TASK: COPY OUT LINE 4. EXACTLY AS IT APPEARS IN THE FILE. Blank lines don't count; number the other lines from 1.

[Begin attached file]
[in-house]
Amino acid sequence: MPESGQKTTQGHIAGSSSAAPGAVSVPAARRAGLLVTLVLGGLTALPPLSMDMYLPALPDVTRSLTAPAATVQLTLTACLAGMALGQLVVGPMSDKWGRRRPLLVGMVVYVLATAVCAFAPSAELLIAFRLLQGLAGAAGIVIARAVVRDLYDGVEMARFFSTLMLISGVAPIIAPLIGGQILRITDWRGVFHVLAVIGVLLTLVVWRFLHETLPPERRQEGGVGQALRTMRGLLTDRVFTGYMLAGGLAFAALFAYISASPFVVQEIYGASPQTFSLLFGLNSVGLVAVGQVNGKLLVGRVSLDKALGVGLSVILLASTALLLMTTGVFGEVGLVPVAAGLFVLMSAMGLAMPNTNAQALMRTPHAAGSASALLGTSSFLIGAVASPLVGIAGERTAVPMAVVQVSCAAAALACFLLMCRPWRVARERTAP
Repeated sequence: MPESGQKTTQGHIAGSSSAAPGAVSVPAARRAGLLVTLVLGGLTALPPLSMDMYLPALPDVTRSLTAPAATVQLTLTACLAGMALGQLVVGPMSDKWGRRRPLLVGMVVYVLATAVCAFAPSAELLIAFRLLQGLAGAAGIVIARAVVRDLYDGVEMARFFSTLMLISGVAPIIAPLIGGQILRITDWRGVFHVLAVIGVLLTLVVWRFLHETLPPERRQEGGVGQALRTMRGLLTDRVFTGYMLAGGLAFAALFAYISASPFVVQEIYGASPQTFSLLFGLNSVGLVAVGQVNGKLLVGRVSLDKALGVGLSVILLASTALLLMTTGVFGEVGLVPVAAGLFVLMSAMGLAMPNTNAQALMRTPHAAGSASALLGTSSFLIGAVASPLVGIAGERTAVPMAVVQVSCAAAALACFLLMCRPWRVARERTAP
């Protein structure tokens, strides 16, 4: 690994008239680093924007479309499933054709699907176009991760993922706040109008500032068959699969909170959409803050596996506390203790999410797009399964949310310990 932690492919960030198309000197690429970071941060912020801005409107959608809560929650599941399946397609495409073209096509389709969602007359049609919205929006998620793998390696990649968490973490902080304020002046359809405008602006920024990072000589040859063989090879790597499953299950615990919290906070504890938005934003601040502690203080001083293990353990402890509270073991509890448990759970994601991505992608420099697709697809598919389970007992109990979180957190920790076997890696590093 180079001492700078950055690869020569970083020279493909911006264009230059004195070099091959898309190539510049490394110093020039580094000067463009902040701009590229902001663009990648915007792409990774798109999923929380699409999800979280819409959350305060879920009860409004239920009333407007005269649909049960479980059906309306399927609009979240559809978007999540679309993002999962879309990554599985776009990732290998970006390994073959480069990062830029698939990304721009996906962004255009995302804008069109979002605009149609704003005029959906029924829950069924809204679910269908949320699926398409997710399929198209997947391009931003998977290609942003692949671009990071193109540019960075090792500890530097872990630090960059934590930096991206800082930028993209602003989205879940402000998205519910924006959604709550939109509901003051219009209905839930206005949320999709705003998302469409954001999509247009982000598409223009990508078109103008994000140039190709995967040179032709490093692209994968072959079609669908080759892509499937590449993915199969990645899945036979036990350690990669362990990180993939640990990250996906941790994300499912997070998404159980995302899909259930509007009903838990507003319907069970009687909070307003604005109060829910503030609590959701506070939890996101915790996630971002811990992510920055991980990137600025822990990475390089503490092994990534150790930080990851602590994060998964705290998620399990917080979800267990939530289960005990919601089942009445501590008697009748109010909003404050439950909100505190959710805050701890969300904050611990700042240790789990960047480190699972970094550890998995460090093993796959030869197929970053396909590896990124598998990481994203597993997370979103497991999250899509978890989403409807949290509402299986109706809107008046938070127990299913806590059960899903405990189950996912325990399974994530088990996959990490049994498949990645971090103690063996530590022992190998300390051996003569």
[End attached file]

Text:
């Protein structure tokens, strides 16, 4: 690994008239680093924007479309499933054709699907176009991760993922706040109008500032068959699969909170959409803050596996506390203790999410797009399964949310310990 932690492919960030198309000197690429970071941060912020801005409107959608809560929650599941399946397609495409073209096509389709969602007359049609919205929006998620793998390696990649968490973490902080304020002046359809405008602006920024990072000589040859063989090879790597499953299950615990919290906070504890938005934003601040502690203080001083293990353990402890509270073991509890448990759970994601991505992608420099697709697809598919389970007992109990979180957190920790076997890696590093 180079001492700078950055690869020569970083020279493909911006264009230059004195070099091959898309190539510049490394110093020039580094000067463009902040701009590229902001663009990648915007792409990774798109999923929380699409999800979280819409959350305060879920009860409004239920009333407007005269649909049960479980059906309306399927609009979240559809978007999540679309993002999962879309990554599985776009990732290998970006390994073959480069990062830029698939990304721009996906962004255009995302804008069109979002605009149609704003005029959906029924829950069924809204679910269908949320699926398409997710399929198209997947391009931003998977290609942003692949671009990071193109540019960075090792500890530097872990630090960059934590930096991206800082930028993209602003989205879940402000998205519910924006959604709550939109509901003051219009209905839930206005949320999709705003998302469409954001999509247009982000598409223009990508078109103008994000140039190709995967040179032709490093692209994968072959079609669908080759892509499937590449993915199969990645899945036979036990350690990669362990990180993939640990990250996906941790994300499912997070998404159980995302899909259930509007009903838990507003319907069970009687909070307003604005109060829910503030609590959701506070939890996101915790996630971002811990992510920055991980990137600025822990990475390089503490092994990534150790930080990851602590994060998964705290998620399990917080979800267990939530289960005990919601089942009445501590008697009748109010909003404050439950909100505190959710805050701890969300904050611990700042240790789990960047480190699972970094550890998995460090093993796959030869197929970053396909590896990124598998990481994203597993997370979103497991999250899509978890989403409807949290509402299986109706809107008046938070127990299913806590059960899903405990189950996912325990399974994530088990996959990490049994498949990645971090103690063996530590022992190998300390051996003569």